"Law & Order: Special Victims Unit" premiered way back in 1999 and is currently a whopping 23 seasons in, with over 500 episodes total. Further, the premiere of its 21st season in 2019 placed the series in the record books — it became the longest-running primetime live-action series on television (via AV Club). Created by Dick Wolf as a spin-off to the orignial "Law & Order," "SVU" follows the New York City detectives of the Special Victims Unit, the elite force that investigates sexually-related crimes, such as sexual assault, pedophilia, and domestic violence.
Considering that the series has been running for so long, the cast has definitely gone through some changes. However, one main character who has not left — and, in fact, has very much become the face of the series — is Olivia Benson, played by Mariska Hargitay.
Hargitay has become synonymous with her work on "Law & Order: SVU" and, as it turns out, the series has had an impact on the actor in more ways than one. Here's how Hargitay takes her "SVU" work home with her.
Mariska Hargitay is using the platform gained by her "Law & Order: SVU" fame to help the real-life victims of the types of crimes her character investigates on the show. In 2004, Hargitay founded the Joyful Heart Foundation in support of sexual assault, rape, and child abuse victims.
In 2019, Hargitay spoke with The Hollywood Reporter about the work that her foundation does and what led her to begin it in the first place. She explained that, once she began working on "SVU," she was shocked to find out the statistics of rapes and other sexual assault cases, prompting her to train to become a rape crisis advocate. Additionally, she began receiving vulnerable and heartbreaking letters from fans confiding in her about their sexual assaults. She explained, "On ER, it was like: 'Hey, I love your show. What's it like working with George Clooney?' Now it was: 'I've never told anyone this before, but my father's been raping me since I was 6.' Letter after letter after letter. And the same thing that was happening in these letters was happening on the street with women disclosing: 'Oh my gosh, thank you. It happened to me, I never told anyone.'"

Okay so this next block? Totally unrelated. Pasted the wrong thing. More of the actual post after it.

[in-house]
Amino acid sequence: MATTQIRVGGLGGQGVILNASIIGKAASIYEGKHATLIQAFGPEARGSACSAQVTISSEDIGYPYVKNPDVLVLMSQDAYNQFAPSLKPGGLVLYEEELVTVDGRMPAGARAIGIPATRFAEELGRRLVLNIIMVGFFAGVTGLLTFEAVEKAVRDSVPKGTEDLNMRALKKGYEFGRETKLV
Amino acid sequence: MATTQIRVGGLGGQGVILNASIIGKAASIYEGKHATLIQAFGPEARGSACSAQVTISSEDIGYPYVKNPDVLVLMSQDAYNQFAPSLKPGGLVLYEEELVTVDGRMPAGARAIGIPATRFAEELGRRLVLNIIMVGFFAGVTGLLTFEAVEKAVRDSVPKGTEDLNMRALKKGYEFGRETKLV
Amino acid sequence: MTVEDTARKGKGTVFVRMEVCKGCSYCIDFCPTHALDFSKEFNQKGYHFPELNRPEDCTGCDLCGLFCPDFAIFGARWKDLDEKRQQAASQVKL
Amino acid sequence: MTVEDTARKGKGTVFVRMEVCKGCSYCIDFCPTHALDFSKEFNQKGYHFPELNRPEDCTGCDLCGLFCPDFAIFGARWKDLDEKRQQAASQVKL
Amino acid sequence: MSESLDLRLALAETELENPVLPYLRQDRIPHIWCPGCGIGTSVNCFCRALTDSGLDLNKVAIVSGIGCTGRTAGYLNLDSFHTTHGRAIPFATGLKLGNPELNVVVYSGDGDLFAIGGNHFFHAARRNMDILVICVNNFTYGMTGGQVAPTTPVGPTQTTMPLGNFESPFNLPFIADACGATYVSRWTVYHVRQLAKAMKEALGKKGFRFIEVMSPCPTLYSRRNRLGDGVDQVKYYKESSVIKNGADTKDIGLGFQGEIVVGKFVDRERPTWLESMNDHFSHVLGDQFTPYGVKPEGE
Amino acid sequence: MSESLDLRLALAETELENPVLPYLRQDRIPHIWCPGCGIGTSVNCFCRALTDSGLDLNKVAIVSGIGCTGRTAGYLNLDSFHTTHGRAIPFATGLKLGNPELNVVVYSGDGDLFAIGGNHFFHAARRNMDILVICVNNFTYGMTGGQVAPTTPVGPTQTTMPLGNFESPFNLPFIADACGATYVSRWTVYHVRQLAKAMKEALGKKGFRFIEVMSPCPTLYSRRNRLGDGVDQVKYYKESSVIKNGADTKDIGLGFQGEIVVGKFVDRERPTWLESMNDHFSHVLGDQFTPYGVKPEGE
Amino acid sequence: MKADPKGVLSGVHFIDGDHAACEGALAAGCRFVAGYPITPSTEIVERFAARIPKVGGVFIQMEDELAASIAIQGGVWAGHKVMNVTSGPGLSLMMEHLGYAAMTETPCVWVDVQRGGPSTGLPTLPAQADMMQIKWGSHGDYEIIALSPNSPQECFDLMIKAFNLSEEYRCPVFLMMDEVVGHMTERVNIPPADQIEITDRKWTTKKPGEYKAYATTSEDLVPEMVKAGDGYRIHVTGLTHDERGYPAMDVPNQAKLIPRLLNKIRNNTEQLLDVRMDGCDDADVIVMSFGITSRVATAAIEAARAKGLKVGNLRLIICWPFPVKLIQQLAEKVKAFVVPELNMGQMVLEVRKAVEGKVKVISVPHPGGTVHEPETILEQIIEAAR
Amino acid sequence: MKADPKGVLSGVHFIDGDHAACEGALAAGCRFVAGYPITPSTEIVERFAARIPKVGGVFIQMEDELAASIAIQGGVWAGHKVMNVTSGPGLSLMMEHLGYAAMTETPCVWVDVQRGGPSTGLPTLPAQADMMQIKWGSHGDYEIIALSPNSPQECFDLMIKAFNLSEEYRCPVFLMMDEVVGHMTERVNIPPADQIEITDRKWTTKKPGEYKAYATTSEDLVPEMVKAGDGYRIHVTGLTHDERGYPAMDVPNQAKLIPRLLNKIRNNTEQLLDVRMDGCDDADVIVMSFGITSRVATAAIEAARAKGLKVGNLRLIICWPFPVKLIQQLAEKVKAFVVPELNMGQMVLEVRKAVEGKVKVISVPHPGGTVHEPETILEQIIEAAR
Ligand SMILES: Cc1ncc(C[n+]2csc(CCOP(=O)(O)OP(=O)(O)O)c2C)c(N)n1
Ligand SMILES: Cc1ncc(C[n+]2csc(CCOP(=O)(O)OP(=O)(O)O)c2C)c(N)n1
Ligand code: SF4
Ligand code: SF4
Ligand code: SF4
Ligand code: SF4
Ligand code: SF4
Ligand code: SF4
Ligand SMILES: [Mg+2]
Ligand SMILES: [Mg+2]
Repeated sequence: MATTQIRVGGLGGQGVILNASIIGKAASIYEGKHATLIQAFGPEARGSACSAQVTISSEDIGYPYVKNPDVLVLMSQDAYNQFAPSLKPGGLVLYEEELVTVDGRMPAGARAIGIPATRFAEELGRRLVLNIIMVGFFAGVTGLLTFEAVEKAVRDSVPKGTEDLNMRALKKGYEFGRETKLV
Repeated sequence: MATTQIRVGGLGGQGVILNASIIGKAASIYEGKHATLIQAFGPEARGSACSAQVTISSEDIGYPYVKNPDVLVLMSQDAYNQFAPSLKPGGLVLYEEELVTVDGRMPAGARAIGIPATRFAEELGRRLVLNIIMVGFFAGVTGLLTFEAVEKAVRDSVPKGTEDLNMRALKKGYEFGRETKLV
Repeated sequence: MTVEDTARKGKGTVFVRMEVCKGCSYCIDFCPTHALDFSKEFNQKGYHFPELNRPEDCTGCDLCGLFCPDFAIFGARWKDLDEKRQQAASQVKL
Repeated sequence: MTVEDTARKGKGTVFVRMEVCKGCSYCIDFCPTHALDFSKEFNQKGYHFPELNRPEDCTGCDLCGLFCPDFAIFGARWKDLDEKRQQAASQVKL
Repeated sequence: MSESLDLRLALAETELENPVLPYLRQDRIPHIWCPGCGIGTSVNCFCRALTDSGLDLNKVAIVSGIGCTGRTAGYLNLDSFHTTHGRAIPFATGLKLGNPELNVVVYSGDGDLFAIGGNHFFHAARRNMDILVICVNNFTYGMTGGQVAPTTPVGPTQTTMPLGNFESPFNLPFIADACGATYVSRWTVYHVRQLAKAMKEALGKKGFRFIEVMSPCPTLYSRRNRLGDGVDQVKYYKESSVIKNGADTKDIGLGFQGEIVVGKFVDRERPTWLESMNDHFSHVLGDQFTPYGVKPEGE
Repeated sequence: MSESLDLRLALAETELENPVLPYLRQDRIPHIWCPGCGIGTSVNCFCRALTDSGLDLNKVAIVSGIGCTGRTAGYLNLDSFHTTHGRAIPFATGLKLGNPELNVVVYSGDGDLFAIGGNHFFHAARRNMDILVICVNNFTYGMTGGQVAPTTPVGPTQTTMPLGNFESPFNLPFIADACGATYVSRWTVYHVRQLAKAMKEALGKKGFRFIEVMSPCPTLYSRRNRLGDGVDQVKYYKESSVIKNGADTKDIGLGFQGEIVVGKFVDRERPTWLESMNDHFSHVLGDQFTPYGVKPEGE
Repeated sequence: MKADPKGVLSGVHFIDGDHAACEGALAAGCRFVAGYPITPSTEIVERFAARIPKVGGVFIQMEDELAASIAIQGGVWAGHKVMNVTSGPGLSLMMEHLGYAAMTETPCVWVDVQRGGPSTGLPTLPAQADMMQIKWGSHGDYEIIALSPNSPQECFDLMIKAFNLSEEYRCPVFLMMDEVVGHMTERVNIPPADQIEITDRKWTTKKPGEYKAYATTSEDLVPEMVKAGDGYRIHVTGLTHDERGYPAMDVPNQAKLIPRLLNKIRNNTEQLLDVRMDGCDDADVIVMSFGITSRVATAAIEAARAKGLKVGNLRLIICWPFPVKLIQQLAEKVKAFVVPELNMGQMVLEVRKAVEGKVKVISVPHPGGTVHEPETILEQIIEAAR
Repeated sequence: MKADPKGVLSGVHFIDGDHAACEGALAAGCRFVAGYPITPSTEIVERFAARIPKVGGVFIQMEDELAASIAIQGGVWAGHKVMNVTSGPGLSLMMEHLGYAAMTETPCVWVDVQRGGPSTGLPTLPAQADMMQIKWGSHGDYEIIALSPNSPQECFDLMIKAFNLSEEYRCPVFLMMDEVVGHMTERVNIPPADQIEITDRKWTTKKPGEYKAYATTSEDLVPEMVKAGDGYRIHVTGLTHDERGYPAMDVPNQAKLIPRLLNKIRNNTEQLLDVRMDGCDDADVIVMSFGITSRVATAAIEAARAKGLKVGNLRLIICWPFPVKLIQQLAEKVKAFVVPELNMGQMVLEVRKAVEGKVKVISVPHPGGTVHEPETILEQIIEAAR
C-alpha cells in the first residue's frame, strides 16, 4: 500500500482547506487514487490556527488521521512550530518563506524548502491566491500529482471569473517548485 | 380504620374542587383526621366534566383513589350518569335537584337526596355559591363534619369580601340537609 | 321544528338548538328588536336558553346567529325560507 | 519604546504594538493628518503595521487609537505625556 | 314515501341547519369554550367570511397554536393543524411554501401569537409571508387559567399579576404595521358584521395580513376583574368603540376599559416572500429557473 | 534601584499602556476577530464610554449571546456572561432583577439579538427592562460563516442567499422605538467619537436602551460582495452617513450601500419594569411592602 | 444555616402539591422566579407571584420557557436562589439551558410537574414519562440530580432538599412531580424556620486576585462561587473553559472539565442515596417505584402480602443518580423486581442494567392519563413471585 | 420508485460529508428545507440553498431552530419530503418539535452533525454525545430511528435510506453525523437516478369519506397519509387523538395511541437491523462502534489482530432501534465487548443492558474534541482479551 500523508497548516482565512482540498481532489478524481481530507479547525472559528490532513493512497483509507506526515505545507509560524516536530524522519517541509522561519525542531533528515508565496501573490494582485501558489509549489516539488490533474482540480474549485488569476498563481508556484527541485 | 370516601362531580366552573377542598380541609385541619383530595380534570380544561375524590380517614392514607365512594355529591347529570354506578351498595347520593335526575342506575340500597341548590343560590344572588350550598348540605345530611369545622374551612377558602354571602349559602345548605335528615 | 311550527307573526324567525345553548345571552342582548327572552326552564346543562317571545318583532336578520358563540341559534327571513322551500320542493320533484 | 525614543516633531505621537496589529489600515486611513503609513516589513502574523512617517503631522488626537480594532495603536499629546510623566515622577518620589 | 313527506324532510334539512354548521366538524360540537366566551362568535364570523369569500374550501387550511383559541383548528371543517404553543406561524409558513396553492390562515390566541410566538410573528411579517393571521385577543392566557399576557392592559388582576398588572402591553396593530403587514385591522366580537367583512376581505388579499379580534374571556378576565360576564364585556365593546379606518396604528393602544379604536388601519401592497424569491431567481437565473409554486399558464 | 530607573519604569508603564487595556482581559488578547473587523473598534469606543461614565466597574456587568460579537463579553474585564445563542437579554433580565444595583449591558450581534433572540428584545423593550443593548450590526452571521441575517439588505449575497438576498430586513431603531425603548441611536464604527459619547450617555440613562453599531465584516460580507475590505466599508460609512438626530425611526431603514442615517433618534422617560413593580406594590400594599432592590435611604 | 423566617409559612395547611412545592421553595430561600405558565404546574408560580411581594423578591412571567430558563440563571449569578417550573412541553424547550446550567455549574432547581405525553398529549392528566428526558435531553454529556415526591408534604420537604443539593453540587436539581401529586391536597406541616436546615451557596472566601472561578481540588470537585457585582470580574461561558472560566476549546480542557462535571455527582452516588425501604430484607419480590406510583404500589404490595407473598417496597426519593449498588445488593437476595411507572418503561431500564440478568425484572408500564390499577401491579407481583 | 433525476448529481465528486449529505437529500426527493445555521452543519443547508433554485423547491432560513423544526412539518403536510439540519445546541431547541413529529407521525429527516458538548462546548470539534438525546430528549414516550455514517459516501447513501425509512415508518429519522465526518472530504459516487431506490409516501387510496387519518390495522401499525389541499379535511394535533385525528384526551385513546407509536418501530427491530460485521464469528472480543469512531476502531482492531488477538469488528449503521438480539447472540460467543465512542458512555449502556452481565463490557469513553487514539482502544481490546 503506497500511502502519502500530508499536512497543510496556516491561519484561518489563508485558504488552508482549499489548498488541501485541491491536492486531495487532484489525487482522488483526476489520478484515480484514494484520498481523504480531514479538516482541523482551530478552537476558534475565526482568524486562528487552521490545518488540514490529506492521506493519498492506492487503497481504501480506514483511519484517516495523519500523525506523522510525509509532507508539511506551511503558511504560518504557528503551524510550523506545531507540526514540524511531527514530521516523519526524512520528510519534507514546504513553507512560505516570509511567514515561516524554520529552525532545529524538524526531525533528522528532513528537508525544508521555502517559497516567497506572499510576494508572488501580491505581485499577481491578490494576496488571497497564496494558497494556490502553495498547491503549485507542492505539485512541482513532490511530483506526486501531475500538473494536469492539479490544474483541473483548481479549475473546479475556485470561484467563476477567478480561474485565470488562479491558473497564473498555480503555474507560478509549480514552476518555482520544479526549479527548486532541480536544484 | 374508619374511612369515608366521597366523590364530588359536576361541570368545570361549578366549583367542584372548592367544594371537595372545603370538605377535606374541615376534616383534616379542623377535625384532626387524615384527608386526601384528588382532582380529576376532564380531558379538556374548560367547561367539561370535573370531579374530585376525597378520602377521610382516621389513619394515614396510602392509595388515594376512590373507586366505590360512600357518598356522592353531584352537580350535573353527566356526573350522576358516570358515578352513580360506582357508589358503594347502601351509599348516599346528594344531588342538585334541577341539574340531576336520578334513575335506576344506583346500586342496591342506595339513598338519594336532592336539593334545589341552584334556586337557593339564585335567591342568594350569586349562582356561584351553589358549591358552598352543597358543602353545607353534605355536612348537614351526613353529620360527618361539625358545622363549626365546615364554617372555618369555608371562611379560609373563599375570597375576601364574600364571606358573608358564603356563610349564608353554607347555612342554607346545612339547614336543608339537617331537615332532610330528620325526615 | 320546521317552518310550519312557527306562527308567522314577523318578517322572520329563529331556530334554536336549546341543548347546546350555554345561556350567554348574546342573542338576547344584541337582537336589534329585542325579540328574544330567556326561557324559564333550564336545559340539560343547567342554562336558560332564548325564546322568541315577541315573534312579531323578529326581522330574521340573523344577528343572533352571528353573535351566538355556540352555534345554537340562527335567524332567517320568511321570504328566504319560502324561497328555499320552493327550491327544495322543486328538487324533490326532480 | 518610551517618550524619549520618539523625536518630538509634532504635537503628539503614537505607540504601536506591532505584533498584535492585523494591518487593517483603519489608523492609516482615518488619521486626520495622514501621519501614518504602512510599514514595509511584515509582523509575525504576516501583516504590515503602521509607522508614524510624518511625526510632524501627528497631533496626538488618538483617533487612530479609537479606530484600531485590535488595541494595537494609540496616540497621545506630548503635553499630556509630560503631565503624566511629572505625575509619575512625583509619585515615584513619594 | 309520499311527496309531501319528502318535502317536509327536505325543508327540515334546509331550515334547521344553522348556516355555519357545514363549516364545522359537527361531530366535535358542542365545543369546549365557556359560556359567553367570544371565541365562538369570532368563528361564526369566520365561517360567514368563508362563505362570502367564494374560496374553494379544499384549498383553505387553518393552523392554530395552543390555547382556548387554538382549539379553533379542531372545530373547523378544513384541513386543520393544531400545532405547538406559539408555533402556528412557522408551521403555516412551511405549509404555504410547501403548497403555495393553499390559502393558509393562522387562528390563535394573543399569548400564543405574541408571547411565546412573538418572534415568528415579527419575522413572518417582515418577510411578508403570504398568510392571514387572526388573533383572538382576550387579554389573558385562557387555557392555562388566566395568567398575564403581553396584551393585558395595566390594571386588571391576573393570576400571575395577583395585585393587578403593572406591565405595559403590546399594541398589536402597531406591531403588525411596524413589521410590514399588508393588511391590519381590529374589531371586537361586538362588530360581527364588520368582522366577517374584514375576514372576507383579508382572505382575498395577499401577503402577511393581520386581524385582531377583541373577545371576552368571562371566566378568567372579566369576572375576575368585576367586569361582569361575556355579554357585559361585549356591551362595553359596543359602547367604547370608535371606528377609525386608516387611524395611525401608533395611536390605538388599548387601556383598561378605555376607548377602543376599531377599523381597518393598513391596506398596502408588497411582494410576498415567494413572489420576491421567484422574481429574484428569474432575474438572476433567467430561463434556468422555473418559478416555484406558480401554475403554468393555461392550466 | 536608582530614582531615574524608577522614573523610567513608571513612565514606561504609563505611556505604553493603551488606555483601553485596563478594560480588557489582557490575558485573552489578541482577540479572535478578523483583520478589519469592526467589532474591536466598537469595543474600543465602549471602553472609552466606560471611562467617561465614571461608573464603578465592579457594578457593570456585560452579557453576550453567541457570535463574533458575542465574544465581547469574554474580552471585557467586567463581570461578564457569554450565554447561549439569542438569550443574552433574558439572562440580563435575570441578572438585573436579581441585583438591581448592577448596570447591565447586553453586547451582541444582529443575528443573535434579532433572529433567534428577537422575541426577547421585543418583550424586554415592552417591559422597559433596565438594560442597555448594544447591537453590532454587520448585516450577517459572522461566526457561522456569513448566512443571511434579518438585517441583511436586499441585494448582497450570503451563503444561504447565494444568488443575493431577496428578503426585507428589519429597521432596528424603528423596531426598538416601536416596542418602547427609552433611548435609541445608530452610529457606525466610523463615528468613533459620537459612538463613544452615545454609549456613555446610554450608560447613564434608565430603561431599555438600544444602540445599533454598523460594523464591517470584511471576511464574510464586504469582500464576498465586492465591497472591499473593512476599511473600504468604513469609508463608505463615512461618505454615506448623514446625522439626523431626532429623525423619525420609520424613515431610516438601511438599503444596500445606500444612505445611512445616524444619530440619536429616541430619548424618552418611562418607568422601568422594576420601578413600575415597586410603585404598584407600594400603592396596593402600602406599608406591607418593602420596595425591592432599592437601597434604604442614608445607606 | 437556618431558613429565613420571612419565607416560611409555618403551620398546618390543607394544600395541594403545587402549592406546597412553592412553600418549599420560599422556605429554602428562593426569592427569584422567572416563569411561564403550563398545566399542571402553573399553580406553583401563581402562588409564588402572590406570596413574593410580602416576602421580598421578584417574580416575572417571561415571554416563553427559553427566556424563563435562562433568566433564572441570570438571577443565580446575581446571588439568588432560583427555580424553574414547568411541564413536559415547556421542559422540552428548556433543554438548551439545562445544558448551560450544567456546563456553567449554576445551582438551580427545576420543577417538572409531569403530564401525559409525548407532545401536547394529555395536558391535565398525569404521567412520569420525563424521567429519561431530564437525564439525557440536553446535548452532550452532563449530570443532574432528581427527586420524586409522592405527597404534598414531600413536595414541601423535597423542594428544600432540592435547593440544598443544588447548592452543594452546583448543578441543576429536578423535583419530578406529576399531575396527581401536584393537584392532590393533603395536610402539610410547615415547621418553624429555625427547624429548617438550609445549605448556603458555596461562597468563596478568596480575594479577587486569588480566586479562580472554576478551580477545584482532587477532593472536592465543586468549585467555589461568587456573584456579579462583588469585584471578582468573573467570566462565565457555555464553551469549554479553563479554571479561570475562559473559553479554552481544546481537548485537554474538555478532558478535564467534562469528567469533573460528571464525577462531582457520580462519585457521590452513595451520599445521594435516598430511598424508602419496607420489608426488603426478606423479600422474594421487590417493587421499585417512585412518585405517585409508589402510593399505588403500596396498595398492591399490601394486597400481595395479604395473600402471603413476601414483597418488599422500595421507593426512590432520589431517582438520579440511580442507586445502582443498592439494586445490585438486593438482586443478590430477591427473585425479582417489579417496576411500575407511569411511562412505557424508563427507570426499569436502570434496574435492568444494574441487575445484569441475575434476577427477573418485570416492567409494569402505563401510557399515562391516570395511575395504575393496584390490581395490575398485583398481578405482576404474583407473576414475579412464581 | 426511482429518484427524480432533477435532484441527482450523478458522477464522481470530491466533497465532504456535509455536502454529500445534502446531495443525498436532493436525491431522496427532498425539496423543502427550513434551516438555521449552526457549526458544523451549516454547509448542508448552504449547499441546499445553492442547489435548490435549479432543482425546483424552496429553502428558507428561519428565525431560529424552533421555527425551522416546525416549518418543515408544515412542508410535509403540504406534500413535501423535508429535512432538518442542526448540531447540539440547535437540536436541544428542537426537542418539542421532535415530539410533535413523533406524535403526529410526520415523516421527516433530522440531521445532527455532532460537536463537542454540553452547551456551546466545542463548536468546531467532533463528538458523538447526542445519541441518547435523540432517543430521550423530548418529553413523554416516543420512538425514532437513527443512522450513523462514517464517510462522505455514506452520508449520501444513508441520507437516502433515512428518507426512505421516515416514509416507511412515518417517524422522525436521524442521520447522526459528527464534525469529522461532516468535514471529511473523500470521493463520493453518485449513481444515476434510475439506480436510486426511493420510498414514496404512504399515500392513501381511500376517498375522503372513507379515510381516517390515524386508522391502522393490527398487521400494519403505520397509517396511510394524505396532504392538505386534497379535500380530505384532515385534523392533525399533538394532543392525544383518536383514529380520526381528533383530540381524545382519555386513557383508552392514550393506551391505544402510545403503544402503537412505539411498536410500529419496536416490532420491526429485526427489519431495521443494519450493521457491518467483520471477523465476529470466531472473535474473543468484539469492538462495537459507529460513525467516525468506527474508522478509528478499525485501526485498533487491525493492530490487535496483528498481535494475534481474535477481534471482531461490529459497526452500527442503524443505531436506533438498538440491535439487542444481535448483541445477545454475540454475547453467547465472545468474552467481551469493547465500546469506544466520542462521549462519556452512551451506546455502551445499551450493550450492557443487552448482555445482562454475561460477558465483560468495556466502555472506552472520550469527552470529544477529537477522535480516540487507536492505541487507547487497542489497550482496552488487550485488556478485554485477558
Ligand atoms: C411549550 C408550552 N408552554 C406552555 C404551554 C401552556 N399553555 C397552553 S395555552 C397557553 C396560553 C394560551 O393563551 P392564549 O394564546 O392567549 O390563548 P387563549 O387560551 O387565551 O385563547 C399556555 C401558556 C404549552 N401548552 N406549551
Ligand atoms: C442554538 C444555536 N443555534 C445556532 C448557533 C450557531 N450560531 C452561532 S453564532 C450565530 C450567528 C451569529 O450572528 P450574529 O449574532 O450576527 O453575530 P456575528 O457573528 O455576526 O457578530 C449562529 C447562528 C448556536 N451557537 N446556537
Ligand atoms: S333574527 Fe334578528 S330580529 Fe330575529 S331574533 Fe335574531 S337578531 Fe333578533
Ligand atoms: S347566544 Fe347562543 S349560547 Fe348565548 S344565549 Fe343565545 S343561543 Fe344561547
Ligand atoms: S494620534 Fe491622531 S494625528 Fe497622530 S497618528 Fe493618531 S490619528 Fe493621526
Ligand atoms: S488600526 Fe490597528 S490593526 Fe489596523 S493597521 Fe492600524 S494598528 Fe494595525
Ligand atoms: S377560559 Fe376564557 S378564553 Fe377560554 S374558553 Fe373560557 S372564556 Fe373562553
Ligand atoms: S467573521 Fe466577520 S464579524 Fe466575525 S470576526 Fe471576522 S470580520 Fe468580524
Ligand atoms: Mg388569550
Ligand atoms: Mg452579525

Speaking on her show's legacy, Hargitay said, "When I walk down the street and people say, 'I knew what to do because of watching your show. I knew not to shower. I reported immediately. I took myself to the hospital instead of saying forget it, forget this ever happened. That's what I'm most proud of."
If you or anyone you know has been a victim of sexual assault, help is available. Visit the Rape, Abuse & Incest National Network website or contact RAINN's National Helpline at 1-800-656-HOPE (4673).